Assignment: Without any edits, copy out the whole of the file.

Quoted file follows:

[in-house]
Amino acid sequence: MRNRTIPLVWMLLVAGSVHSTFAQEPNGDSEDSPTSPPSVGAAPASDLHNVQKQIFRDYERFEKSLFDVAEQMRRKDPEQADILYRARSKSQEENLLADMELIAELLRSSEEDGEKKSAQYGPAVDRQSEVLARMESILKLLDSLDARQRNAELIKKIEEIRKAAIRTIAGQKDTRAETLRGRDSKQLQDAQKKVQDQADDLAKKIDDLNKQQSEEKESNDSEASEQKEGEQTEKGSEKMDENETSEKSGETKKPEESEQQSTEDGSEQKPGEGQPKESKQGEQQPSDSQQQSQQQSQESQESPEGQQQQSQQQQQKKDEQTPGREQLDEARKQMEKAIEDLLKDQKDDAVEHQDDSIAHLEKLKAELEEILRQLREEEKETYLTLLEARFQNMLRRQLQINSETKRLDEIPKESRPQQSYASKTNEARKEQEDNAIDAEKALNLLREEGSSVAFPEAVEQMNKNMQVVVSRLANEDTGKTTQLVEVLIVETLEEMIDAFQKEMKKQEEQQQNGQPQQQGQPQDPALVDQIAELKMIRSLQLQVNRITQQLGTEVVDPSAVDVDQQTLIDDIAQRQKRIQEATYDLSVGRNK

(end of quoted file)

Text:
[in-house]
Amino acid sequence: MRNRTIPLVWMLLVAGSVHSTFAQEPNGDSEDSPTSPPSVGAAPASDLHNVQKQIFRDYERFEKSLFDVAEQMRRKDPEQADILYRARSKSQEENLLADMELIAELLRSSEEDGEKKSAQYGPAVDRQSEVLARMESILKLLDSLDARQRNAELIKKIEEIRKAAIRTIAGQKDTRAETLRGRDSKQLQDAQKKVQDQADDLAKKIDDLNKQQSEEKESNDSEASEQKEGEQTEKGSEKMDENETSEKSGETKKPEESEQQSTEDGSEQKPGEGQPKESKQGEQQPSDSQQQSQQQSQESQESPEGQQQQSQQQQQKKDEQTPGREQLDEARKQMEKAIEDLLKDQKDDAVEHQDDSIAHLEKLKAELEEILRQLREEEKETYLTLLEARFQNMLRRQLQINSETKRLDEIPKESRPQQSYASKTNEARKEQEDNAIDAEKALNLLREEGSSVAFPEAVEQMNKNMQVVVSRLANEDTGKTTQLVEVLIVETLEEMIDAFQKEMKKQEEQQQNGQPQQQGQPQDPALVDQIAELKMIRSLQLQVNRITQQLGTEVVDPSAVDVDQQTLIDDIAQRQKRIQEATYDLSVGRNK